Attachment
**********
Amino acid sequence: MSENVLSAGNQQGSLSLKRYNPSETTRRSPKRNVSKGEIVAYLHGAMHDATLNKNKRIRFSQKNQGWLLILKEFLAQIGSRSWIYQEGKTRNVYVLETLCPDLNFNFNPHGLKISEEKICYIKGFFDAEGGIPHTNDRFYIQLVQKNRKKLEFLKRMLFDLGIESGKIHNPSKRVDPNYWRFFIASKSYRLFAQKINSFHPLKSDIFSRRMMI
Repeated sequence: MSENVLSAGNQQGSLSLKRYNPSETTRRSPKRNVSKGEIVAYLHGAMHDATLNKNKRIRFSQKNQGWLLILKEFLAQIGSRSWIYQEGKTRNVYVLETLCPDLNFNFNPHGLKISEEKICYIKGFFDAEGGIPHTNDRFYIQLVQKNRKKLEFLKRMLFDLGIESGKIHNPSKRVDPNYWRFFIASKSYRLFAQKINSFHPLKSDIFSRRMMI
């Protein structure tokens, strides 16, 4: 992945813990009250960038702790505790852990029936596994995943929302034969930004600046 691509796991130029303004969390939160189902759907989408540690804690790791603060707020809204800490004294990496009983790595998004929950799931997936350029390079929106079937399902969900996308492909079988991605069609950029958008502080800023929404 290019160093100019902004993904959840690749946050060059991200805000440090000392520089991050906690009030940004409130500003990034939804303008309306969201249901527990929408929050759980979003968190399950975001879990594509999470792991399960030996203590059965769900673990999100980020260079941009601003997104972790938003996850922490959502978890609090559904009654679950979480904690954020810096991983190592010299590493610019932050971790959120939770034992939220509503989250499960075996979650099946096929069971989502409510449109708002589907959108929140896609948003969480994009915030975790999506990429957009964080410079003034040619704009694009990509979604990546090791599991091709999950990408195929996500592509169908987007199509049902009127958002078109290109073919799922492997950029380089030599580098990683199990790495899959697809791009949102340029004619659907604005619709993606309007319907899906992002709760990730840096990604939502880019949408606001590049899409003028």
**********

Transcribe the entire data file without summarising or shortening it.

Amino acid sequence: MSENVLSAGNQQGSLSLKRYNPSETTRRSPKRNVSKGEIVAYLHGAMHDATLNKNKRIRFSQKNQGWLLILKEFLAQIGSRSWIYQEGKTRNVYVLETLCPDLNFNFNPHGLKISEEKICYIKGFFDAEGGIPHTNDRFYIQLVQKNRKKLEFLKRMLFDLGIESGKIHNPSKRVDPNYWRFFIASKSYRLFAQKINSFHPLKSDIFSRRMMI
Repeated sequence: MSENVLSAGNQQGSLSLKRYNPSETTRRSPKRNVSKGEIVAYLHGAMHDATLNKNKRIRFSQKNQGWLLILKEFLAQIGSRSWIYQEGKTRNVYVLETLCPDLNFNFNPHGLKISEEKICYIKGFFDAEGGIPHTNDRFYIQLVQKNRKKLEFLKRMLFDLGIESGKIHNPSKRVDPNYWRFFIASKSYRLFAQKINSFHPLKSDIFSRRMMI
């Protein structure tokens, strides 16, 4: 992945813990009250960038702790505790852990029936596994995943929302034969930004600046 691509796991130029303004969390939160189902759907989408540690804690790791603060707020809204800490004294990496009983790595998004929950799931997936350029390079929106079937399902969900996308492909079988991605069609950029958008502080800023929404 290019160093100019902004993904959840690749946050060059991200805000440090000392520089991050906690009030940004409130500003990034939804303008309306969201249901527990929408929050759980979003968190399950975001879990594509999470792991399960030996203590059965769900673990999100980020260079941009601003997104972790938003996850922490959502978890609090559904009654679950979480904690954020810096991983190592010299590493610019932050971790959120939770034992939220509503989250499960075996979650099946096929069971989502409510449109708002589907959108929140896609948003969480994009915030975790999506990429957009964080410079003034040619704009694009990509979604990546090791599991091709999950990408195929996500592509169908987007199509049902009127958002078109290109073919799922492997950029380089030599580098990683199990790495899959697809791009949102340029004619659907604005619709993606309007319907899906992002709760990730840096990604939502880019949408606001590049899409003028």